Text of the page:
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Anyone a Real Estate Lawyer in NJ
Old 08-26-2018, 03:20 PM   #1
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Anyone a Real Estate Lawyer in NJ

Ok own top floor of a two unit condo in NJ shore.
First floor owner did not pay me for the last 3 years for flood and building
insurance, nor repairs to building this year.
Other owner in bankruptcy.
First floor sold back to bank on 8/1 sheriff sale.

Bank has paid me half of this years flood and building insurance.
That'r great, since it is ongoing.

We are talking about another 12,000 here in unpaid insurance bills, and
building repairs.

When I sent the bank all the other bills, all I get is silence.

My contention is that they are responsible to the HOA, which is now both of us, but I am the senior associate.

When they bought back the property in the sheriff sale my contention is
they also assumed the liabilities of the rest of the unpaid bills.

My question is. Are they responsible for unpaid bills prior to 8/1/18.

They intend to put the property up for sale.

If I am not paid 1/2 of the outstanding bills.

Should I attach a lien, or the condo association attach a super lien.

I did not do this in the past, since the other owner was bankrupt.

Any help appreciated, otherwise I am checking with my real estate
agent, in NJ, and their lawyer, and or a local lawyer.

I am sure they might not want an lien on the house they are trying to sell.

Do not want to do this, but might be forced to, if the condo association
has any legal right to do this, at this time.

Thanks for any advice.

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Old 08-26-2018, 03:29 PM   #2
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Somewhat relevant... DD was buying a REO condo. Both the prior owner and the bank were in arrears on HOA fees. The HOA would have received HOA fees in arrears at the closing.

Read your HOA documents.

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Old 08-26-2018, 05:27 PM   #3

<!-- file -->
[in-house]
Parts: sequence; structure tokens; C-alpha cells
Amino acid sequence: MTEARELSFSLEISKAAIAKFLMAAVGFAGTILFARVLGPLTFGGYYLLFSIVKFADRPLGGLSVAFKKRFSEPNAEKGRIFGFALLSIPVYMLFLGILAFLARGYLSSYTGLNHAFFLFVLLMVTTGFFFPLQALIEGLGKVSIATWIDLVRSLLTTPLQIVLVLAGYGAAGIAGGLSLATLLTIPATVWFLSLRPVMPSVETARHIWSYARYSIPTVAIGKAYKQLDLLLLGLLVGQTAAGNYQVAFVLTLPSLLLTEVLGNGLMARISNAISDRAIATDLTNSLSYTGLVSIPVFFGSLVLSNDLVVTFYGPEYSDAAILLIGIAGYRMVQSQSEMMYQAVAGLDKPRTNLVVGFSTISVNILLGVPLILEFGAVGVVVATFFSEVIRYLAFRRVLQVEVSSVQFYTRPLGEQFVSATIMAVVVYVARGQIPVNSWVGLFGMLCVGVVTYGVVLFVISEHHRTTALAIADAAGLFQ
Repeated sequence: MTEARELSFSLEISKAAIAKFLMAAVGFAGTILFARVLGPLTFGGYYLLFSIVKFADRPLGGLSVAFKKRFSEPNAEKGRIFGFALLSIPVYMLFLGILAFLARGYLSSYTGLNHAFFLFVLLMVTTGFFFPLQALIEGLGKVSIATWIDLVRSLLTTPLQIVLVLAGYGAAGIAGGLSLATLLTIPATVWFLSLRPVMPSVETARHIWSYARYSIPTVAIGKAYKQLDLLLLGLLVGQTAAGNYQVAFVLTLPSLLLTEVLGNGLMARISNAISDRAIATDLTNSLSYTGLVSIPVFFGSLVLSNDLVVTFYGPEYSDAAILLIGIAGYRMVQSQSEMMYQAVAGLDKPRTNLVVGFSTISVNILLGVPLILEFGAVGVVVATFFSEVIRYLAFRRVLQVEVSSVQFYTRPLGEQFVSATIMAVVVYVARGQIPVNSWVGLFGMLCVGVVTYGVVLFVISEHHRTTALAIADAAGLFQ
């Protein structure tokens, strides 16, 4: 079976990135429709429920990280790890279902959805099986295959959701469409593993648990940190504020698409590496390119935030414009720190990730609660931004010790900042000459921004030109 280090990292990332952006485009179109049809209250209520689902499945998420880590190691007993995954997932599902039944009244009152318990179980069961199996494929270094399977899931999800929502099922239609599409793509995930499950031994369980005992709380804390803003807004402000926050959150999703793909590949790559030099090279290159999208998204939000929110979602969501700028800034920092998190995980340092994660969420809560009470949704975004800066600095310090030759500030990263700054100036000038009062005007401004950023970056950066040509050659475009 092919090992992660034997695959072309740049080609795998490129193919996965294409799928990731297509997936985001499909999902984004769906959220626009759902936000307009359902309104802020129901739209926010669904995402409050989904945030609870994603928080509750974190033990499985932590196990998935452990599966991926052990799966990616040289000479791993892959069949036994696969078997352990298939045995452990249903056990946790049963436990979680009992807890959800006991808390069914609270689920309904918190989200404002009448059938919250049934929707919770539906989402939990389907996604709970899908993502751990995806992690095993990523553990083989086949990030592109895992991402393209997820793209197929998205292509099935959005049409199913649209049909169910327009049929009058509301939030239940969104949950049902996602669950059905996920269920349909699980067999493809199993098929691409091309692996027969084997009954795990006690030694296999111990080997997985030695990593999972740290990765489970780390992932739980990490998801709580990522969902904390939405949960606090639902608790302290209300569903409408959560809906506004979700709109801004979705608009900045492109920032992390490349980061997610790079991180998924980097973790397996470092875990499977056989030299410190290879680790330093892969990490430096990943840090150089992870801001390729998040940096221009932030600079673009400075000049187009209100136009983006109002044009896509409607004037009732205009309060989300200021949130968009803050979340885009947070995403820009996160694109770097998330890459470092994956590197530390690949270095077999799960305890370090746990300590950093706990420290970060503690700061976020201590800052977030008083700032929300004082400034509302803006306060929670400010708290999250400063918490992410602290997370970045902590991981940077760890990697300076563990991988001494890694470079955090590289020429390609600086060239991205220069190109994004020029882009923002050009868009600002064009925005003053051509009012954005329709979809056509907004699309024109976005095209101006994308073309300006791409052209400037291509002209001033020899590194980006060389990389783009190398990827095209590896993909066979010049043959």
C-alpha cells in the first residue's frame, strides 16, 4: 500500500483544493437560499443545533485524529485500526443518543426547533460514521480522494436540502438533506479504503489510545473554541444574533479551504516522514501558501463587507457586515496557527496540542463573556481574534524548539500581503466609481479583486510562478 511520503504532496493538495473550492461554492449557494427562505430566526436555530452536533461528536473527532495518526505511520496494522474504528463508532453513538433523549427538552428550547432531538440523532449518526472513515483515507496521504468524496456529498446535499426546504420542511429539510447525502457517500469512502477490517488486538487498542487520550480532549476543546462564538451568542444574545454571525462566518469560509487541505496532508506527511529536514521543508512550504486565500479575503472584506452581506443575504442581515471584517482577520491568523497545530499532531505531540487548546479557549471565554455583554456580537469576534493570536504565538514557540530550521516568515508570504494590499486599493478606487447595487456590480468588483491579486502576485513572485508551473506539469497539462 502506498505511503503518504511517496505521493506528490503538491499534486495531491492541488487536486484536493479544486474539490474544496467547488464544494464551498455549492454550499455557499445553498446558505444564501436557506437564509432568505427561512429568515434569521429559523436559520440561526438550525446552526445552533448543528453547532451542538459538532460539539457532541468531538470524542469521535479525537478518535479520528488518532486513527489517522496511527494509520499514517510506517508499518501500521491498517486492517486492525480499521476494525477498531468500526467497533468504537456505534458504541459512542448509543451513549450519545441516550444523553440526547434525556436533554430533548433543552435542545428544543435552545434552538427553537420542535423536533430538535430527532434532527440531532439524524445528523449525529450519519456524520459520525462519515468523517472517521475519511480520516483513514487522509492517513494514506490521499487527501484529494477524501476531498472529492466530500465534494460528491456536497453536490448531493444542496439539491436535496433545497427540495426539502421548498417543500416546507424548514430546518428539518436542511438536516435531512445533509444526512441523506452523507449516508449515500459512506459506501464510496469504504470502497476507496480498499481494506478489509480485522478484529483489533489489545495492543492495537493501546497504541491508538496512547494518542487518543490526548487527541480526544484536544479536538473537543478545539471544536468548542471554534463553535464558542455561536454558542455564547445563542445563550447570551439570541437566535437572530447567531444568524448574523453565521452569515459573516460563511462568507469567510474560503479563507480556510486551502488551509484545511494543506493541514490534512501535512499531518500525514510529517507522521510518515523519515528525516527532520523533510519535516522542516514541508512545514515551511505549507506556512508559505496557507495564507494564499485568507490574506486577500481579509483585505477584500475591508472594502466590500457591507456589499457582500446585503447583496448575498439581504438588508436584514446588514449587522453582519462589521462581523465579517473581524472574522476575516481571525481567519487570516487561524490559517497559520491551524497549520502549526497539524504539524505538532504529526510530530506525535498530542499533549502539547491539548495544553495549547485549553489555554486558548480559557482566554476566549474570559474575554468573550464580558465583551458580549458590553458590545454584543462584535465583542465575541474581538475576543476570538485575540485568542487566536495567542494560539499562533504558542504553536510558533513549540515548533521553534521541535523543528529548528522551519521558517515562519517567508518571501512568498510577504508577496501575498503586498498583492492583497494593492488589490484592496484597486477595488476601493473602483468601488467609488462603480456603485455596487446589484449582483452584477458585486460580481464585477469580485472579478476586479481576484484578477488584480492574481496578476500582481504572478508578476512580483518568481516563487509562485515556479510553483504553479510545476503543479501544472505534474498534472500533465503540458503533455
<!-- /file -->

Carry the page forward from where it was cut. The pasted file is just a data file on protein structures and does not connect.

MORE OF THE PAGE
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Interesting. Now a question might be, what entity needs to know that
HOA fees are not paid.
No one knows this except the bank, since I have sent them all the paid bills.
The only way I know to force payment at settlement if they find a buyer, is to put a lien
on the property.
But, really trying to figure out if they must pick up prior owners, lack of payment
of HOA fee's prior to 8/1/18 when the sheriff sale went off.
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Old 08-26-2018, 06:35 PM   #4
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You will have to check with a NJ RE attorney. These are just my thoughts on the process. Your claim was against the prior owner. You did not have any lien on the condo at the time it was transferred. (There may for example have been tax liens, or mechanics' liens on the condo at the time of sale, which would have been satisfied, in order of priority, from the available proceeds, at the time of sale.) You did not place potential buyers on notice of your claim. Thus, the bank acquired title w/o your lien. The trick is getting a valid lien filed prior to the sale.

Again, YMMV, I have no knowledge of NJ law.

Let us know how it goes.

Good luck.
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Old 08-26-2018, 06:52 PM   #5
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Thanks all. From what I understand even if I/HOA put on what is called a super lien, prior to the sheriff sale, that would have been dissolved at the sale with 6 months worth of payments. Not really worth all the trouble.

Just looking for options at this time, if any. If none then so be it.
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Old 08-26-2018, 06:54 PM   #6
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Assuming there is a title company involved, do some research on New Jersey estoppel laws.

Whenever there is a HOA an estoppel letter must be sent to the title company providing info on what HOA violations are open and HOA any monies owed. The title company must ensure a clear title and cannot close on a title that is not cleared of all violations and liens. An officer of the HOA must provide the estoppel letter. This may be a way to get the monies owed into the title process.
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Old 08-26-2018, 07:24 PM   #7
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Estoppel letter is an interesting concept. Funny the first floor has been sold twice, since
I owned the top floor, and I never had a request for an estoppel letter.

If you are buying a property governed by a homeowner’s association, your lender must receive an estoppel letter from the HOA prior to the closing. The purpose of the estoppel letter, a legally binding document, is finding out whether there are outstanding balances owed to the HOA. Such balances could end up with the HOA putting a lien on the property.

I see that what ever goes on I should contact a real estate lawyer in NJ.
That way I will know if there is any obligation by the bank, for unpaid bills
prior to the sheriff sale.

Thanks for the info.

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